The Gods of Egypt

For almost 3,000 years, ancient Egypt was the dominant civilization in the Mediterranean world. The many monuments and archaeological treasures unearthed stand as a testament to the complexity of Egyptian life and its religious traditions. According to the Bible, the Hebrews made their exodus only after Egypt’s gods were confronted. It’s a history that continues to fascinate. Even now film director Ridley Scott is at work on a new epic treatment of the account. What can we learn from the story of the Hebrews and the gods of ancient Egypt?

The ancient Egyptians worshiped thousands of gods, but today we only know about 1,500 by name. Each had their place and their sphere of influence. Egyptian religious beliefs and practices were closely integrated into society.

According to scholar Richard Wilkinson, Egyptian religion “ultimately shaped, sustained and directed Egyptian culture in almost every imaginable way. The deities of Egypt were present in the lives of pharaohs and citizens alike, creating a more completely theocratic society than any other of the ancient world.”

As far back as the fifth century BCE, Greek historian Herodotus noted that the Egyptians were the most religious of people. Their gods were involved in every aspect of life.

Egyptian gods are renowned for their wide variety, including animal forms, and mixed forms with an animal head on a human body. Egyptian monuments are remarkable in the amount of inscription they bear; vast numbers of texts and representations, much that is religious in nature or has religious implications.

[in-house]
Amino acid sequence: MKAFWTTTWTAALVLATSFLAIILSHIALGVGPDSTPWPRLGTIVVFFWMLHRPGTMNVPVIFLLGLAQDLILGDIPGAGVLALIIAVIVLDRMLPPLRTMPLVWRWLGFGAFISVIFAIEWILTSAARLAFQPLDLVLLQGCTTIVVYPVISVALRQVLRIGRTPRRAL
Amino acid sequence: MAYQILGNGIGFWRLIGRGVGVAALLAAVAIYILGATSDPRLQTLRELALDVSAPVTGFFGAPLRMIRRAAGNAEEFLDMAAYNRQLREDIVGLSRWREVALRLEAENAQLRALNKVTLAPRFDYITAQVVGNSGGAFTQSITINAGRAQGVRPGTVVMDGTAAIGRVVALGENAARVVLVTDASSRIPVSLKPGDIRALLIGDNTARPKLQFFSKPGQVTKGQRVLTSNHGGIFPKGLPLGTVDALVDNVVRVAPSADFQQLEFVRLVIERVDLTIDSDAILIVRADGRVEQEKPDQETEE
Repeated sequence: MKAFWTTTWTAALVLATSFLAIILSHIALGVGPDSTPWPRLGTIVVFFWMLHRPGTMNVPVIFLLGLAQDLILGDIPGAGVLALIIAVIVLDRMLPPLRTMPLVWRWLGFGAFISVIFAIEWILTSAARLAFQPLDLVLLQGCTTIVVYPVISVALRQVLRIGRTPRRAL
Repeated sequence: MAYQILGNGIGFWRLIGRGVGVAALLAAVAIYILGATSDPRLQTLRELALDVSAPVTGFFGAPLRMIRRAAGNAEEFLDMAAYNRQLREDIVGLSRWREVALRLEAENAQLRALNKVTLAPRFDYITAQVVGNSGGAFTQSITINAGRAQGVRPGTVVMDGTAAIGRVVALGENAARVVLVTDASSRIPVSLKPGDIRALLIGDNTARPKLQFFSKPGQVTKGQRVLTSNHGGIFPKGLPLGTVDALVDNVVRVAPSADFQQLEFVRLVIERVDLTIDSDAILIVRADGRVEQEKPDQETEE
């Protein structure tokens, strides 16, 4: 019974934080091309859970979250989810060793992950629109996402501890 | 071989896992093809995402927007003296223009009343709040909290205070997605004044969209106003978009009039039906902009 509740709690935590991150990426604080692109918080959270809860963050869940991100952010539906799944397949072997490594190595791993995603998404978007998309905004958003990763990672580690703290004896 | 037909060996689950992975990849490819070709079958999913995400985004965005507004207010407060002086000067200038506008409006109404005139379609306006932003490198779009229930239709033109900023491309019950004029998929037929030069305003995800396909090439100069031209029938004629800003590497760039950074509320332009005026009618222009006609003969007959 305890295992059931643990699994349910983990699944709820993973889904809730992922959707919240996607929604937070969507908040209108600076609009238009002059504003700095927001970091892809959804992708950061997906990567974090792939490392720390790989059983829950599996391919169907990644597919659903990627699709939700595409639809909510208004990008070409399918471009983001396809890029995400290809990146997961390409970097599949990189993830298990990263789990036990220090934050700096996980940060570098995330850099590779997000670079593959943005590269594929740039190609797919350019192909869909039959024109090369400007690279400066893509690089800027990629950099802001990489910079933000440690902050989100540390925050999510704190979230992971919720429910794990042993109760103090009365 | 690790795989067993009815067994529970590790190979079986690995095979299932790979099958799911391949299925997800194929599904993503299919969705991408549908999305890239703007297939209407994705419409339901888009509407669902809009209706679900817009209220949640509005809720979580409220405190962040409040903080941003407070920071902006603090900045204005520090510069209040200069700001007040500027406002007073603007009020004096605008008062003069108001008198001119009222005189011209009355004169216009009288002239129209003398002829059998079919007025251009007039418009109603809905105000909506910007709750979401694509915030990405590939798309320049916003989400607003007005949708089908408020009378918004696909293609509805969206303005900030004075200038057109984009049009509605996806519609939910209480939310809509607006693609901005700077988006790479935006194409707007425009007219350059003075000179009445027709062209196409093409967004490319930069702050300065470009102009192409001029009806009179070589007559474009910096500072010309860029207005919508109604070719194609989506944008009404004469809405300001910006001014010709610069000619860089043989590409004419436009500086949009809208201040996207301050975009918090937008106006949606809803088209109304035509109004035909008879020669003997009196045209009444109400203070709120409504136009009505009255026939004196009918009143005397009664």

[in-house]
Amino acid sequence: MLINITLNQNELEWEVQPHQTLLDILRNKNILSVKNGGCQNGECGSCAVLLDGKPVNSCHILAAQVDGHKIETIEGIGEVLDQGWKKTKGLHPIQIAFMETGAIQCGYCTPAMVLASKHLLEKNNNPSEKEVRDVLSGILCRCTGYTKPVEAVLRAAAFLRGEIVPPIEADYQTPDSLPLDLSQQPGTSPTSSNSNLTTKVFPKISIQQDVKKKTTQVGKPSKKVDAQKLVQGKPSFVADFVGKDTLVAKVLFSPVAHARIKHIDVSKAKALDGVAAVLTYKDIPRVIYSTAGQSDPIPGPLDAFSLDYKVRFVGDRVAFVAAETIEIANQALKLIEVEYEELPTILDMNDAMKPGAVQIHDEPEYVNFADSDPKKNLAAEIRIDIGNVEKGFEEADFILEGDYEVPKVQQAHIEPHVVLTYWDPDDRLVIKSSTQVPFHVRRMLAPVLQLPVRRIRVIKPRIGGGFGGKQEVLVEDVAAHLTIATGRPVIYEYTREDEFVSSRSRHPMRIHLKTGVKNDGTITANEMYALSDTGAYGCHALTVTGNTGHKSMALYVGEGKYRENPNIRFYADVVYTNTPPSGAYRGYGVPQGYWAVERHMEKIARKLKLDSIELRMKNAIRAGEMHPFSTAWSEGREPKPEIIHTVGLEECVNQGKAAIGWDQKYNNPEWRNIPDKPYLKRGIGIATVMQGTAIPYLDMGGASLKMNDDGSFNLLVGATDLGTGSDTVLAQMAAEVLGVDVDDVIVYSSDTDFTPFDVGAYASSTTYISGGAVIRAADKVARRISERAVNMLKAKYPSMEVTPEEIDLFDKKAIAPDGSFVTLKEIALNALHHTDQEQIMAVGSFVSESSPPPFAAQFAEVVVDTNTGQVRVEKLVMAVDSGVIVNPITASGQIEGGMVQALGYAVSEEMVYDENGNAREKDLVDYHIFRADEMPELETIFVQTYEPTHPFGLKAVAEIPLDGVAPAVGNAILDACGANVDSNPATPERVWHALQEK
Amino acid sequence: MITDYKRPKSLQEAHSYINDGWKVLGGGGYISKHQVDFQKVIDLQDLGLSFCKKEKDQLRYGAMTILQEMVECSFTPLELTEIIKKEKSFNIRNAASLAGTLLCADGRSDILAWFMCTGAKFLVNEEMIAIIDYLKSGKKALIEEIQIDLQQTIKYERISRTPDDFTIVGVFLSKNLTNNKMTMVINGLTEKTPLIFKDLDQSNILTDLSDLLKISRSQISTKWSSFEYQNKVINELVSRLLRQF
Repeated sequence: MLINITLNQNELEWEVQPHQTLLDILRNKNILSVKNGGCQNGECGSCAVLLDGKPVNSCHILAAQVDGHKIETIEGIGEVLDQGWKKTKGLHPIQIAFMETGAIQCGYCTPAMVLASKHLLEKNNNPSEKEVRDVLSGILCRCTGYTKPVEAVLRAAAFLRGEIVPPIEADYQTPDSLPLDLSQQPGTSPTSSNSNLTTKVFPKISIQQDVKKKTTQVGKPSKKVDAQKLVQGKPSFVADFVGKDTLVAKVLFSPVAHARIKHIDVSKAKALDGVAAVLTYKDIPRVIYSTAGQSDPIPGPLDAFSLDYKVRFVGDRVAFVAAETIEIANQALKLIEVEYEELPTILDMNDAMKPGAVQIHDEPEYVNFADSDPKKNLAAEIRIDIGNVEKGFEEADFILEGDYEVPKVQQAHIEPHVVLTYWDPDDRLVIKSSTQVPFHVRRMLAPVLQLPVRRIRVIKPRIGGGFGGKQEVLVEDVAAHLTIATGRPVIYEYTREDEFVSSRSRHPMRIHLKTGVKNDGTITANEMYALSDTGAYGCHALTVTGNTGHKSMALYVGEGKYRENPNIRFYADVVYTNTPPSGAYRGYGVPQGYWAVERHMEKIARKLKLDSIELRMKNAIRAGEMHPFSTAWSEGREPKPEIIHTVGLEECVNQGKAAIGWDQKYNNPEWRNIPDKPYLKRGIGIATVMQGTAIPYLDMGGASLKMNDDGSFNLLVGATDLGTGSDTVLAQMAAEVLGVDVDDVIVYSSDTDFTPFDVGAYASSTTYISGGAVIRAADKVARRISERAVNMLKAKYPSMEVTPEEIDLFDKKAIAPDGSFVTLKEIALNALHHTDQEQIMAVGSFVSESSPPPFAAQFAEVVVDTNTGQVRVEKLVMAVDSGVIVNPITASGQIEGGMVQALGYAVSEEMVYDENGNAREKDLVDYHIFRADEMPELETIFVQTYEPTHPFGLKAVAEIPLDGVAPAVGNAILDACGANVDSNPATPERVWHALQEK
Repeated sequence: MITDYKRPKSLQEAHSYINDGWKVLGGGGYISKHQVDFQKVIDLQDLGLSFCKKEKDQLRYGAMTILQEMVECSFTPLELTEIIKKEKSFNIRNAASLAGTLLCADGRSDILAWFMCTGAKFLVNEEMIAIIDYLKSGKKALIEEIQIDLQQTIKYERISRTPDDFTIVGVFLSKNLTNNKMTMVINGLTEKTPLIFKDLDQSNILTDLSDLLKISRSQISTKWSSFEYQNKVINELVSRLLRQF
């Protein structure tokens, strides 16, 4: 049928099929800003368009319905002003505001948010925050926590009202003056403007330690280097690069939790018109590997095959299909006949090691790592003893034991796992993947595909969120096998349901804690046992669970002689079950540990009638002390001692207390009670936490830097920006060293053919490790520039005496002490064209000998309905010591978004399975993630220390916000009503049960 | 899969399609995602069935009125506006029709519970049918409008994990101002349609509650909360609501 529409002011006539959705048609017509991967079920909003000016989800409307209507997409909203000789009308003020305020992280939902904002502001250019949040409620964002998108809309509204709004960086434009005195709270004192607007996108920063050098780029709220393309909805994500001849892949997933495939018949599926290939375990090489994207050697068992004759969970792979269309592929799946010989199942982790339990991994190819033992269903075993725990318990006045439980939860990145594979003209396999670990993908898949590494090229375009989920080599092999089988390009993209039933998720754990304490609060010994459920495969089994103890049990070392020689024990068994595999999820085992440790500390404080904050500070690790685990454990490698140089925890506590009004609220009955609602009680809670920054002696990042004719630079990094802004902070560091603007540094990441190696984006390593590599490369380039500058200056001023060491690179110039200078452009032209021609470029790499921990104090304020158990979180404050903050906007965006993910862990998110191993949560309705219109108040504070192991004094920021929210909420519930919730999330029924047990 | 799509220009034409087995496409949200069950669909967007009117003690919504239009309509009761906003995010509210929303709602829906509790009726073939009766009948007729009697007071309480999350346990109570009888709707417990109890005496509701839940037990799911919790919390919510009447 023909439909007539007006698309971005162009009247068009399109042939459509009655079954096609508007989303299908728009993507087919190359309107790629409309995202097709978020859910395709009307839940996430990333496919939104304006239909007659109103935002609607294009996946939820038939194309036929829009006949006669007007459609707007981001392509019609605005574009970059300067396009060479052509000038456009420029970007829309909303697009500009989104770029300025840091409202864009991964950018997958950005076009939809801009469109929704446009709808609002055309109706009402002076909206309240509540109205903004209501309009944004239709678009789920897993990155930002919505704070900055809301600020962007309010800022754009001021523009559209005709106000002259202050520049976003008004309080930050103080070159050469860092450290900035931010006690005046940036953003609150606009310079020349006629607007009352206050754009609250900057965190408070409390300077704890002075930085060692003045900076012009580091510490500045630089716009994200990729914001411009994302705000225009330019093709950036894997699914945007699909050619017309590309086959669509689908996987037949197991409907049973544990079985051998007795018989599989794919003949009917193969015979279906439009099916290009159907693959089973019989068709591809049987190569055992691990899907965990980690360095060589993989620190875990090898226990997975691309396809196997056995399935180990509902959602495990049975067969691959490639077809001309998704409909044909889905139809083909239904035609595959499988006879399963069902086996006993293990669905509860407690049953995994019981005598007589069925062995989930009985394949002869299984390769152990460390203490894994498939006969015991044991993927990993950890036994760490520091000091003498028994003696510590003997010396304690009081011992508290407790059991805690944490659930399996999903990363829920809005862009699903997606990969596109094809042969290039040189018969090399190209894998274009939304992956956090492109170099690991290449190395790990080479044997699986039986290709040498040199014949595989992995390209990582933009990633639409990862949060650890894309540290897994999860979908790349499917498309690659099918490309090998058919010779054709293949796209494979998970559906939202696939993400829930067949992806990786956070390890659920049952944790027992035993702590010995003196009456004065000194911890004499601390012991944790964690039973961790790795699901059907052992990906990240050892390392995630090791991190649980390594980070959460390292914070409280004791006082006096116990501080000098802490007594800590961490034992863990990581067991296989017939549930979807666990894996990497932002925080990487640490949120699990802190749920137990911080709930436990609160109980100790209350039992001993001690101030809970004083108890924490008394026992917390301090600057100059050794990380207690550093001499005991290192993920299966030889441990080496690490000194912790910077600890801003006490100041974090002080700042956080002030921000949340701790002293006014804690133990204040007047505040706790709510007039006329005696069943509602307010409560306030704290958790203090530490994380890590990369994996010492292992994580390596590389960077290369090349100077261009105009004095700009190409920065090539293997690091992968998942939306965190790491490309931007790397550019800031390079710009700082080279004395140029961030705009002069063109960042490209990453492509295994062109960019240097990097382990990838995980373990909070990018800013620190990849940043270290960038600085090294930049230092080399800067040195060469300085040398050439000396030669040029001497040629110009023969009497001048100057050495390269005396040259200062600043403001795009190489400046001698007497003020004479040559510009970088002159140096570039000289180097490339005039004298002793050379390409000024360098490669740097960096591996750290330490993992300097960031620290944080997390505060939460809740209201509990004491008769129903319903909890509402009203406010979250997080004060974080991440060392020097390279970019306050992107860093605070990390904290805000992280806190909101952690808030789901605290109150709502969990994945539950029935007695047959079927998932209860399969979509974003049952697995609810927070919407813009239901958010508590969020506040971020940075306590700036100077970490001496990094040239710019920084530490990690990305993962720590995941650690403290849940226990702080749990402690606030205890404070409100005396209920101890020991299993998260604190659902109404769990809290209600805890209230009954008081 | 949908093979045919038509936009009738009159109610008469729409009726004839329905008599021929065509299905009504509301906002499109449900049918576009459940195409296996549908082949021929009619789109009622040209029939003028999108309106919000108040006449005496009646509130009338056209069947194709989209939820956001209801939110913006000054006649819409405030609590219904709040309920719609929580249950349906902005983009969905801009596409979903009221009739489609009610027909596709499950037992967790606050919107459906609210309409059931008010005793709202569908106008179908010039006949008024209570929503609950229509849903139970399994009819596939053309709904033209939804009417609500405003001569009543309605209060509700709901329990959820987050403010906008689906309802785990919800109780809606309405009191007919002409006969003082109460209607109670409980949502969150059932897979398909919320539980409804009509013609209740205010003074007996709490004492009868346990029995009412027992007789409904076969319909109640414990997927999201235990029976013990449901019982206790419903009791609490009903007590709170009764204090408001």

By contrast the children of Israel and their forefathers knew only one God. The back story to the epic biblical account of the Exodus can be seen as the ultimate battle between the gods of Egypt and the Hebrew God Yahweh. In the days leading up to the Exodus, the enslaved Hebrews witnessed the power of Yahweh over any and all of His Egyptian counterparts.

According to Bible scholar Douglas Stuart, “Yahweh demonstrates that the gods of Egypt—the greatest political and military power of the time—were empty nothings.”

Because much of nature was understood as a manifestation of the divine, multiple gods were inevitable in Egypt’s pagan society. Yet through the Hebrew prophets, Yahweh declared Himself as the one true Creator God. Belief in Him was at odds with Egyptian dependence on copies of the created world for objects of worship.